Exercise Two: Straight Lines
We use this exercise on colts that are in their first few days of riding and our most solid saddle horses. For that horse that constantly tries to cut the corners and dive to the middle this is great to get them listening to your aids as well.  Introduce this exercise at a walk but be sure to increase the speed as training progresses. Riding this exercise while rating your horse (speeding up and slowing down) is a great way to create focus in the arena.

B: Create an octagon as you ride around the arena or field.  Focus on a point in front of you and ride a straight line to the point, guiding with your leg and reins. Ride as close to that point as you can (without running into it) then release the guiding pressure turn and readjust to a new point and begin guiding again.  Use your hand and legs in coordination to guide your horse in straight lines.  Your legs are there for a reason. Use them!

A: The same principals apply as you make a pentagon shape with your horse.  This does add a degree of difficulty as your angles will be sharper.  The lines will also be longer so you will have more time to focus on the straight line and really perfect it.

I hope these winter arena exercises add a little variety to your riding and training this winter. Stay tuned for more winter training tips.

If you would like more information about visiting or riding at the Western Pleasure Guest Ranch visit or call toll free at (888)863-9066.

For more info about my horseback mentor, Pat Wyse, visit his web site at

I would love to hear what you do with your horse in the winter. If you would like to share some training exercises to be featured on this blog e-mail them to [email protected]

Don’t Squat With Yer Spurs On Or Other Places

Danielle taking the horses back to the field after a long day on the trail.

Some of our guests ask, and many more wonder in anxious silence, “How do I answer the call of nature while on a trail ride?” Here are a few tips from a seasoned trail guide and trail rider.

#1 Go before you leave. Remember that time when you were a kid, headed out on a road trip with the family, only minutes after departing and you declare “I gotta go!” Likely Dad’s response was, “Why didn’t you go before we left?” This is a good scenario to learn from when preparing to head out on a long trail ride.
#2 When nature calls, don’t answer it. Put nature on hold until the ride is over.
#3 Sometimes you just can’t put nature on hold. Believe me I know. I spent one summer guiding trail rides while pregnant and the call of nature was just NOT going to wait.  In this situation, choose a nice secluded spot with lots of brushy coverage. You don’t want your fellow riders to see more of nature than they were expecting. For those of you riding in those un-natural places without trees, good luck to you!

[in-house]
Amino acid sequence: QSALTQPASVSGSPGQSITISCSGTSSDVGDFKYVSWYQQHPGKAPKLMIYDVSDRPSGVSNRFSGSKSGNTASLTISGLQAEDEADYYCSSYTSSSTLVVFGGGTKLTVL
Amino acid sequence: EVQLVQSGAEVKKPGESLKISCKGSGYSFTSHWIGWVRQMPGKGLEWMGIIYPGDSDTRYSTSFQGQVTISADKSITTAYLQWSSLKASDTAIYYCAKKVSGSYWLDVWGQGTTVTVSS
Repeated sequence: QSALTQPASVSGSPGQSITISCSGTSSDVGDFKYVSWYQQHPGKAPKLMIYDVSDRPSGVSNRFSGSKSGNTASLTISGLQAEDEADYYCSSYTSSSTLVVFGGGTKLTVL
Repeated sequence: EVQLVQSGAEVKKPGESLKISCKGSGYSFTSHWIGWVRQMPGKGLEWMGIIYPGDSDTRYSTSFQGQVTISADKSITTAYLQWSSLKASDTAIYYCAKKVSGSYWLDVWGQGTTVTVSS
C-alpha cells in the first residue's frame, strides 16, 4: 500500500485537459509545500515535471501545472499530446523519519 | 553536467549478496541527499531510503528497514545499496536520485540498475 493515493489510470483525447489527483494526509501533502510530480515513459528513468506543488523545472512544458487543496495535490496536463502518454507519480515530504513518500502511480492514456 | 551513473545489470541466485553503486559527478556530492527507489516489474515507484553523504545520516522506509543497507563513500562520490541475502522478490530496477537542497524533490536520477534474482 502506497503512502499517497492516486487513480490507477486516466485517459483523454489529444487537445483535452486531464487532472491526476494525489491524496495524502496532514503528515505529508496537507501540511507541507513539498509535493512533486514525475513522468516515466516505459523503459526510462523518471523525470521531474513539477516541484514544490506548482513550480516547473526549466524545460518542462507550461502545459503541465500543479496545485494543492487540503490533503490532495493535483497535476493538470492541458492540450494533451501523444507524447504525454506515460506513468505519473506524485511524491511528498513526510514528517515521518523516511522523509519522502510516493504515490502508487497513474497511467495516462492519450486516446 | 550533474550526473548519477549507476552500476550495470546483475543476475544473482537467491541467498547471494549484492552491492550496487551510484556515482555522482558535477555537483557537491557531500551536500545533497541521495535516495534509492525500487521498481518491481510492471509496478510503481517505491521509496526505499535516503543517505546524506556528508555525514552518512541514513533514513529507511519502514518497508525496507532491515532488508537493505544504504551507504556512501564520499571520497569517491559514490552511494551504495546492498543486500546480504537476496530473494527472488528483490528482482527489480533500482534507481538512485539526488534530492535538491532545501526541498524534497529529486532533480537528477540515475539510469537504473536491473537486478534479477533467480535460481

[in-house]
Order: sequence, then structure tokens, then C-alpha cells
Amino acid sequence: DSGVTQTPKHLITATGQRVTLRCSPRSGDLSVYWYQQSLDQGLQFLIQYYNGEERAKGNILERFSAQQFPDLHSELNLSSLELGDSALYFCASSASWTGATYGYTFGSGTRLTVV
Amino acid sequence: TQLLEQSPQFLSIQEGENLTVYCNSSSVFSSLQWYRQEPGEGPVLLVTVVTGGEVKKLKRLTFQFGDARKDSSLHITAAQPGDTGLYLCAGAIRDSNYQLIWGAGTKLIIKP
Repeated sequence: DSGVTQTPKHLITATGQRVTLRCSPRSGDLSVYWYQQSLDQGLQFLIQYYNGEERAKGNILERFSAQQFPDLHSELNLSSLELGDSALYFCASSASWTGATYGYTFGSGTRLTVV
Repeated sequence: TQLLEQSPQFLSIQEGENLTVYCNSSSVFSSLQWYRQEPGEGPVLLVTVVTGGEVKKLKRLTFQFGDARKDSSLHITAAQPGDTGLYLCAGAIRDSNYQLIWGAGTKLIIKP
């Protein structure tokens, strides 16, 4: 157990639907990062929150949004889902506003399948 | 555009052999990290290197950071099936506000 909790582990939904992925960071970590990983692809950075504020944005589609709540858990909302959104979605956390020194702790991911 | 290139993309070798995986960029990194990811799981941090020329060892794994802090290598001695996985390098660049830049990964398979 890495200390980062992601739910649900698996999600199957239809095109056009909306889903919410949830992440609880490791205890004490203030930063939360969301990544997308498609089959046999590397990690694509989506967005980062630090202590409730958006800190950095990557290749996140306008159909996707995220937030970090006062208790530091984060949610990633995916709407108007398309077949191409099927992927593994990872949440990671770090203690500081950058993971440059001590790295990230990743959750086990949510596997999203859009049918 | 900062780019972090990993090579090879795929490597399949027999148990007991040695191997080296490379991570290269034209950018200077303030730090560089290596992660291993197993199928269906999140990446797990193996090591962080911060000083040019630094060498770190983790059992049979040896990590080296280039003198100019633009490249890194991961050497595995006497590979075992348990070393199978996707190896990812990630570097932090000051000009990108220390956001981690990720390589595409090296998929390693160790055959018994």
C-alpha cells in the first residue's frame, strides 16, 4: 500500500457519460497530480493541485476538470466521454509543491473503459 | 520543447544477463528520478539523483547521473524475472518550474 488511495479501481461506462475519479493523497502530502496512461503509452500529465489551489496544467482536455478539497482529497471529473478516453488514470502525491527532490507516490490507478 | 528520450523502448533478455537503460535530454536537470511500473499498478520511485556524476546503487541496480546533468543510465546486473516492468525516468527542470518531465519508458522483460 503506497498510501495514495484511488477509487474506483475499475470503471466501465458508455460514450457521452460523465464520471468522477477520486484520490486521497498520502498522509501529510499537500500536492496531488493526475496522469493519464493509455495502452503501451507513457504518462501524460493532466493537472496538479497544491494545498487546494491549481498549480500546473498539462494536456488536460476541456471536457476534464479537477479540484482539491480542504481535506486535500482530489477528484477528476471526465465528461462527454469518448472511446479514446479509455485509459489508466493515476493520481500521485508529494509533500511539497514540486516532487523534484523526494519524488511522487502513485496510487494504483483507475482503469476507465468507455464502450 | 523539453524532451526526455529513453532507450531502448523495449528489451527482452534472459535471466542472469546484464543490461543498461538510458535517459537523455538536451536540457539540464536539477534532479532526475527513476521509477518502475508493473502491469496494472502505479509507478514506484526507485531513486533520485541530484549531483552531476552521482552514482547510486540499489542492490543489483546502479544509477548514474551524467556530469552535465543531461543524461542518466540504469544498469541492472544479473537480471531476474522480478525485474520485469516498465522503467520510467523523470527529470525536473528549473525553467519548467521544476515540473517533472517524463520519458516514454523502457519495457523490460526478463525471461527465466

#4 Choose a spot carefully. Don’t make the rookie mistake of leaving the trail you’re on only to find that you are relieving yourself in another trail…with other riders coming up the trail behind you.  Becoming the butt of wrangler jokes for years to come, and inadvertently christening said trail with its new name, Full Moon Trail, probably isn’t on your vacation bucket list. True story.
#5 Leave your horse with your guide or tied to a tree.  You don’t need your mighty steed getting …well…nosy.
#6 Bury it. This might be getting just a little too personal, but learn from the boy scouts and bury it.
#7 “How do I bury it? It’s not like I have a boy scout along with his little collapsible shovel and all.”  Well I don’t know, get creative!
#8 Don’t use the “toilet paper” you think nature has provided for you. It’s just not going to end well.  That leafy green may look as soft as Charmin but likely it will leave you wishin’ you weren’t a itchin’.
#9 And last but not least, don’t squat with yer spurs on.
Saddling up and heading out on horseback, whether it is for an hour or for a week, is something I look forward to rain or shine.  Sharing that experience with someone else makes it even better. Now you can join me on the trail just a little more prepared for your next horseback adventure into the woods.

Danielle enjoying a view of the fall colors on her horse JR.

This blog is written and maintained by Danielle Otis, one of the wranglers (one job title among many) at Western Pleasure Guest Ranch.  It is a collection of tales and stories related to the ranch that come straight “from the horse’s mouth”.


Goodbye Old Friend

Today is a day I have dreaded. I have known for many years that today would come, but I have always hoped we could put it off just a little bit longer. Today I said goodbye to my old friend.
JR Chicka Do was my big, palomino, Quarter Horse gelding and he was Just Right. He was mine for 18 years. When I think of my childhood, JR is in every part of it. In fact, he was there as I navigated all of my adolescent and young adult years. We spent a couple awkward years in Pony Club , all of my 11 years of 4-H and years of teaching other 4-H ers and other horse crazy kids. I spent hundreds of hours and countless horse shows on the back of that big blonde horse. JR saw other horses come and go, he was part of my wedding, he took my daughter for her first ride, her first horse show and taught her to lope just this summer.
Twelve years ago JR was diagnosed with Navicular Disease.  We have worked to put off this day since that time. Because of the great work of John Fuller, our farrier, JR spent most of those years pain free and sound. As Fall approached, it became obvious that we could no longer maintain him pain free.
JR goes on to wait for me in heaven today. I was blessed to have the many years with him that I have had and I will forever be thankful for him. JR was practically perfect in every way. He was my teacher, partner, student, friend and great source of joy. Daddy, thank you for letting me steal your horse from you all those years ago.
Goodbye Old Friend…